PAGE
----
COMMENT: This project study of 11. April 1945 (Little note: less than four weeks before the total collaps of the “Third Reich”!!!!) for a two seat “Schnellbomber” (fast bomber) and “Zerstörer” (destroyer) constituted a further development of the Messerschmitt Me P.1099, Me P.1100 and Me P.1101 series of proposals of 1944 on the basis of the original in service Messerschmitt Me 262.
Whereas the basic fuselage, spacious cockpit and tail surfaces of the mentioned follow-up proposals were retained, the two Heinkel-Hirth HeS 011 turbojets were relocated into the wing root to which the new wings having a leading edge sweep of almost 40 degrees were attached. An interesting feature of the design was that the mainwheels were to retract inwards to rest vertically in the fuselage between the fore and aft fuel tanks. Exactly how this was to be accomplished with the turbojets in the way is not clear from the documents. Although the final form of the fuselage nose portion had not been decided, the end of the war brought an early end of the project (Ref.: 16).
POWER PLANT: One Allison V-1710-35 liquid-cooled engine, rated at 1,150 hp
PERFORMANCE: 350 mph at 10,000 ft
COMMENT: In 1936 the Bell Aircraft Corporation’s design team began work on the Bell XP-39, a radical design of a single-seat fighter with the engine mounted behind the pilot, driving the airscrew by means of an extension shaft. This arrangement appeared to offer superior manoeuvrability, the engine weight being concentrated around the fighter’s center of gravity. But the first flight test proved that this unorthodox fighter had a low ceiling, slow rate of climb and relative lack of manoeuvrability. So alternatively the engine was mounted forward and the cockpit was positioned to the back. This and some more minor changes led to the design of the Model 3. But calculations proved no advantage of this model compared to the P-39 “Aircrobra”, so the project was not further followed (Ref.: 13).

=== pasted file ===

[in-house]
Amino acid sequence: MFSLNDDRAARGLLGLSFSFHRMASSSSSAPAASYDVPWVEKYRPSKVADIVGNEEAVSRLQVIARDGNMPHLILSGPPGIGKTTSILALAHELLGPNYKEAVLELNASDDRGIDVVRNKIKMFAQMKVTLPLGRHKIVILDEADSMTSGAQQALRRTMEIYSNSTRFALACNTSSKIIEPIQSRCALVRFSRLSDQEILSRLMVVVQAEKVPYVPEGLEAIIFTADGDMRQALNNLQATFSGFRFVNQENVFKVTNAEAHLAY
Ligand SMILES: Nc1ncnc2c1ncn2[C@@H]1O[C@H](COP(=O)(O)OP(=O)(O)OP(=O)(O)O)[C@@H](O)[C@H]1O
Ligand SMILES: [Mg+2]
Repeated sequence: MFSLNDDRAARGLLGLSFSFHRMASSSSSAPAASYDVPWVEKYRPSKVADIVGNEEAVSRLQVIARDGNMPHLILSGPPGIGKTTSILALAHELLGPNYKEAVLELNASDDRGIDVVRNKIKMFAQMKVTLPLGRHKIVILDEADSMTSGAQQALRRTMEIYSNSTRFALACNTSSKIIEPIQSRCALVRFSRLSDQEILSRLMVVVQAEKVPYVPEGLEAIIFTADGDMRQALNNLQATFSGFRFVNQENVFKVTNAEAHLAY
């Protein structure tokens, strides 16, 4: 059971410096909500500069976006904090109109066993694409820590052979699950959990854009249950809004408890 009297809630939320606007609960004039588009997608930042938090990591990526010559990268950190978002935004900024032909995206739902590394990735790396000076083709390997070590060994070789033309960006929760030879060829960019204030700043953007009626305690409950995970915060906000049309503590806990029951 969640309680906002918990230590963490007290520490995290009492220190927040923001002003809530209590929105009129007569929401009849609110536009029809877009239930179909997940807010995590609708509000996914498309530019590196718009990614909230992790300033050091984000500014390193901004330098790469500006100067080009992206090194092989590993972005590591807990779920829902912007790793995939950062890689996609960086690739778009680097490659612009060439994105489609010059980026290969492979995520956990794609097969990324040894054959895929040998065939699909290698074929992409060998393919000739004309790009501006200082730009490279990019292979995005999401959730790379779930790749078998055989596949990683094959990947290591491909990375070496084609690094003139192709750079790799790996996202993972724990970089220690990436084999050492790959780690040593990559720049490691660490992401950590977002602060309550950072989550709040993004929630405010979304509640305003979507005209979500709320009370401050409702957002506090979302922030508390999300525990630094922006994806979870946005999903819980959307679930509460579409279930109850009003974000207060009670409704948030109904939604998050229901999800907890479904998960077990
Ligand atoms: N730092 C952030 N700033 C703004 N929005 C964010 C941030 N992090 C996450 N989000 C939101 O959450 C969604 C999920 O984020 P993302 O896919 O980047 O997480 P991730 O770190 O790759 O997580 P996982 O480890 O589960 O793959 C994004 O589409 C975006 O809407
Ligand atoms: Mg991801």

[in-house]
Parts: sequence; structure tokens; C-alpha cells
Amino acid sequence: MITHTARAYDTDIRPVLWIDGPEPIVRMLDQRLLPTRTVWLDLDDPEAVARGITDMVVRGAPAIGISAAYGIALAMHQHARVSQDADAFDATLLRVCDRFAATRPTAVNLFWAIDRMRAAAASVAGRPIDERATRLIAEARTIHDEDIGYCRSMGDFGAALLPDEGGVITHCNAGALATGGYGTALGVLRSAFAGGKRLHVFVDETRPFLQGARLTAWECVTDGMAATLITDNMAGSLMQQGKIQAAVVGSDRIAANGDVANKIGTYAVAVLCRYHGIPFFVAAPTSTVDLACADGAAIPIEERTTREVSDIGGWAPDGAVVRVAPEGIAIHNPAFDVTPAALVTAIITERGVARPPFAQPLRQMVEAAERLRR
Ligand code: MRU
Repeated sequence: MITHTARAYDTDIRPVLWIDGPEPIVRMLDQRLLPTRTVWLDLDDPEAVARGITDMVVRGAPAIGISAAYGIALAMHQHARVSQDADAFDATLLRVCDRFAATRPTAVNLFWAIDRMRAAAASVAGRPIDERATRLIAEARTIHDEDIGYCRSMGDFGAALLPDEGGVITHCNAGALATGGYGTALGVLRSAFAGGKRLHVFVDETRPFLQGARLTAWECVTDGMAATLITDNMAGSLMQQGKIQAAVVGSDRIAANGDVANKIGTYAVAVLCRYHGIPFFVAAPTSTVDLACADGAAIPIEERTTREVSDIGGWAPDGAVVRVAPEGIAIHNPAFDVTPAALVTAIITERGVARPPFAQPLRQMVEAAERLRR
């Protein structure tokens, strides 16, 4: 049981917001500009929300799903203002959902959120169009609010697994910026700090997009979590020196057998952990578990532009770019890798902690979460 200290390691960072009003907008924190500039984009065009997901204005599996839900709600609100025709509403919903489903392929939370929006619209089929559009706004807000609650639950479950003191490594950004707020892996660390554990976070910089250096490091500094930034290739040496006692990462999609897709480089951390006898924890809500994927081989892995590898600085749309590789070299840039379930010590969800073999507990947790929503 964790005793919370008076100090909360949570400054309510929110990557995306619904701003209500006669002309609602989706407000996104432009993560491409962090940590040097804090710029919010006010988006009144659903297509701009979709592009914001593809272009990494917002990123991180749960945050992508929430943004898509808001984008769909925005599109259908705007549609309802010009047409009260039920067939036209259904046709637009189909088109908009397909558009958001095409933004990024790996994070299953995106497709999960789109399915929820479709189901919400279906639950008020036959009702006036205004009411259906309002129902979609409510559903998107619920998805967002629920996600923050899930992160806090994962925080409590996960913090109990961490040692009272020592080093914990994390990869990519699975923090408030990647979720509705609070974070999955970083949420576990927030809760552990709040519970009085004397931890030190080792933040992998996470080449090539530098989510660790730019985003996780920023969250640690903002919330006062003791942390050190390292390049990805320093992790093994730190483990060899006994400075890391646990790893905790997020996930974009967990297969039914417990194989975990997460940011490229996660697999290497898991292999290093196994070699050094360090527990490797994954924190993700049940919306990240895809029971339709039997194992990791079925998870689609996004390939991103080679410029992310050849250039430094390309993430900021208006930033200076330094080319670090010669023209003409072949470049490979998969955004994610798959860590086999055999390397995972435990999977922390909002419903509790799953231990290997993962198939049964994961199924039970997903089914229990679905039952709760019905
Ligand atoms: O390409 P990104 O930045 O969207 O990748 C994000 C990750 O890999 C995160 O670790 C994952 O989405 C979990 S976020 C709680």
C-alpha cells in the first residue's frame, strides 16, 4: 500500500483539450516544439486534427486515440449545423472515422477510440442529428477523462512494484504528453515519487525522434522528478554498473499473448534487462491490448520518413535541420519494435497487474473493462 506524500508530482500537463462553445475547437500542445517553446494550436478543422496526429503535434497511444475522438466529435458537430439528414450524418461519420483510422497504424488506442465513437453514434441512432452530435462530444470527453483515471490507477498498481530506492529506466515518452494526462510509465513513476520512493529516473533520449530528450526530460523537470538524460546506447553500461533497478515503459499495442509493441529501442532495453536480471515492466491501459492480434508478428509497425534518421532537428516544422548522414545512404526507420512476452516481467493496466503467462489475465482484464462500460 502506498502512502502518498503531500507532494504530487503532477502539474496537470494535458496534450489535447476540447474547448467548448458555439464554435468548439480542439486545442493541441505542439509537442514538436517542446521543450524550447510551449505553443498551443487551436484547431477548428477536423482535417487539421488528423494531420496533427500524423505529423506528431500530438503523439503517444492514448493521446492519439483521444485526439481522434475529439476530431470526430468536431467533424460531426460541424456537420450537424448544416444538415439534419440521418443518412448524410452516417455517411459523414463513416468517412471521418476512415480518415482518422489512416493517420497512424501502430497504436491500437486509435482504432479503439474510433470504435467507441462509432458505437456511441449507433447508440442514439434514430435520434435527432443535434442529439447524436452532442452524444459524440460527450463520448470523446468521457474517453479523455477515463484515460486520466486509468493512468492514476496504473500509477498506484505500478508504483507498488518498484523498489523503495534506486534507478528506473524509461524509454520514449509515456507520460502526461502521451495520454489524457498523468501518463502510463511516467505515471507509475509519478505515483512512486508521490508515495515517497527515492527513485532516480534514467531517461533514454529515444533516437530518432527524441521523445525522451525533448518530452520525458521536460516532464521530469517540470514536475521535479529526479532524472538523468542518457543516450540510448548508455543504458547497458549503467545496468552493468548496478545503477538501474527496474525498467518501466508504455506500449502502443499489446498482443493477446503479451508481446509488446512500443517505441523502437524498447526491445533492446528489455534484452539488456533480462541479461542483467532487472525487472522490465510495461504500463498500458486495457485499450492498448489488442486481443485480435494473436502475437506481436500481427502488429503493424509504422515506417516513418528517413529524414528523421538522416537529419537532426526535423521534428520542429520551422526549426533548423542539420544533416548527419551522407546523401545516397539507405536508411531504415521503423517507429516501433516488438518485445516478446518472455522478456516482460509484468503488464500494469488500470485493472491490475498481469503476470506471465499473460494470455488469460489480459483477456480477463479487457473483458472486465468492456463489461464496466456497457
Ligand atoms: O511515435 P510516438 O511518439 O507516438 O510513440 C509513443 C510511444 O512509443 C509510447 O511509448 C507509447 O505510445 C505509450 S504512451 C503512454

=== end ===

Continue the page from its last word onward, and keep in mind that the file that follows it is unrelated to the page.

POWER PLANT: Wright R-2160-6 Tornado, rated at 2,500 h.p.
PERFORMANCE: 453 m.p.h.
COMMENT: This project was designed as a fast high altitude fighter capable of intercepting and destroying high altitude enemy bombers. The design incorporated new innovations such as a pressurized cabin, laminar flow wing, and contra-rotating propellers. A mock-up was built, but the project was cancelled because the Wright R-2160 42-cylinder engine was never produced. In 1944 Republic modified a two P-47D’s for testing Chrysler XI-2220 inverted-Vee liquid-cooled engines (Republic XP-47H). This made an extremely finely-streamlined cowling of low frontal area necessary similar that project shown here.
POWER PLANT: One Allison V-1710 liquid-cooled engine, rated at 1,100 hp at 30,000ft, driving contra-rotating propellers via extension shaft
PERFORMANCE: Data not available
COMMENT: Work on this unusual design started in in 1939. In order to keep the fuselage aerodynamically as clean as possible the engine was mounted in the mid-fuselage, driving counter-rotating three bladed pusher propellers via an extension shaft. Another advantage of the buried engine was enough room for heavy cannon armament in the nose. Thus the pilot had an excellent view and a wide field of fire. Although this fighter project was never realized it was the basis for many other pusher-type aircraft e.g. Bell XP-52, Vultee XP-54 Swoose Goose, Curtiss-Wright XP-55 Ascender, Northrop XP-56 Black Bullet, and Douglas XB-42 Mixmaster.
Scale 1:72 aircraft models of World War II